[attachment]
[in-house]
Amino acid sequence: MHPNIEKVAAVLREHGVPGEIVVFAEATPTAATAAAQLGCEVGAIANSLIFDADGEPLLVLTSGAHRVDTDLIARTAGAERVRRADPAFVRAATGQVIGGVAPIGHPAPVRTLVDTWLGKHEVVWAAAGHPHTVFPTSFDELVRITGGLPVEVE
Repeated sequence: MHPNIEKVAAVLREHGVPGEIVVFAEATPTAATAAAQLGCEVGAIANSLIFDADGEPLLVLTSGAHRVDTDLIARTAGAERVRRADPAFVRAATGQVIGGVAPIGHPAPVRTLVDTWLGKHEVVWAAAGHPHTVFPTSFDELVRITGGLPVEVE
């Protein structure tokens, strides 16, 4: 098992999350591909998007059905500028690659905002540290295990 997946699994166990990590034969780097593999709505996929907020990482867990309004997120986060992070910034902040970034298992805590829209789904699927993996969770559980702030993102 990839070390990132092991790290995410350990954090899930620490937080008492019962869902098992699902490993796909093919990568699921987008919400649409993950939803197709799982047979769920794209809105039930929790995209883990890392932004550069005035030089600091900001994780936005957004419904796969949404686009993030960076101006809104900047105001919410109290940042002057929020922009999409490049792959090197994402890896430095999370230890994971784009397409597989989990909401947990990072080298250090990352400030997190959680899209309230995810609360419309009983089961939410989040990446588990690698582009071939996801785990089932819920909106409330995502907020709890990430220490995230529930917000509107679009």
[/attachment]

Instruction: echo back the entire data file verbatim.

[in-house]
Amino acid sequence: MHPNIEKVAAVLREHGVPGEIVVFAEATPTAATAAAQLGCEVGAIANSLIFDADGEPLLVLTSGAHRVDTDLIARTAGAERVRRADPAFVRAATGQVIGGVAPIGHPAPVRTLVDTWLGKHEVVWAAAGHPHTVFPTSFDELVRITGGLPVEVE
Repeated sequence: MHPNIEKVAAVLREHGVPGEIVVFAEATPTAATAAAQLGCEVGAIANSLIFDADGEPLLVLTSGAHRVDTDLIARTAGAERVRRADPAFVRAATGQVIGGVAPIGHPAPVRTLVDTWLGKHEVVWAAAGHPHTVFPTSFDELVRITGGLPVEVE
């Protein structure tokens, strides 16, 4: 098992999350591909998007059905500028690659905002540290295990 997946699994166990990590034969780097593999709505996929907020990482867990309004997120986060992070910034902040970034298992805590829209789904699927993996969770559980702030993102 990839070390990132092991790290995410350990954090899930620490937080008492019962869902098992699902490993796909093919990568699921987008919400649409993950939803197709799982047979769920794209809105039930929790995209883990890392932004550069005035030089600091900001994780936005957004419904796969949404686009993030960076101006809104900047105001919410109290940042002057929020922009999409490049792959090197994402890896430095999370230890994971784009397409597989989990909401947990990072080298250090990352400030997190959680899209309230995810609360419309009983089961939410989040990446588990690698582009071939996801785990089932819920909106409330995502907020709890990430220490995230529930917000509107679009």